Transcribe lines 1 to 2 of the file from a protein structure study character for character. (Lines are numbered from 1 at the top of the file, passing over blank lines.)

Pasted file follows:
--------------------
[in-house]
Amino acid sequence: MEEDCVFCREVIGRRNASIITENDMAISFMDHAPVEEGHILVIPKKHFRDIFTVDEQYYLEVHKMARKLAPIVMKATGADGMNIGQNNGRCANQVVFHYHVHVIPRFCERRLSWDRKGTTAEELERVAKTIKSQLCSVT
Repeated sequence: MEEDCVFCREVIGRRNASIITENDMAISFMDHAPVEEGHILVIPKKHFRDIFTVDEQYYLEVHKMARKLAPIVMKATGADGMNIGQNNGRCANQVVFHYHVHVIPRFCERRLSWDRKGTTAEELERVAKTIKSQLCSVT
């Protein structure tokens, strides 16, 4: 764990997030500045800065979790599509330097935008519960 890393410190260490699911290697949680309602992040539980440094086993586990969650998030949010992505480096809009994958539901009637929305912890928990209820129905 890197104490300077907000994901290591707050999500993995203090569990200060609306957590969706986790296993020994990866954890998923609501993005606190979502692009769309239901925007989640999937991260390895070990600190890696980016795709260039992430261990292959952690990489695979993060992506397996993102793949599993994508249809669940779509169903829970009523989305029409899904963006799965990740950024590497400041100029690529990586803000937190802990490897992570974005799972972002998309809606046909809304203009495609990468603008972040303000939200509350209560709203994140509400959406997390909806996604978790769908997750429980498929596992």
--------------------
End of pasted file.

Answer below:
[in-house]
Amino acid sequence: MEEDCVFCREVIGRRNASIITENDMAISFMDHAPVEEGHILVIPKKHFRDIFTVDEQYYLEVHKMARKLAPIVMKATGADGMNIGQNNGRCANQVVFHYHVHVIPRFCERRLSWDRKGTTAEELERVAKTIKSQLCSVT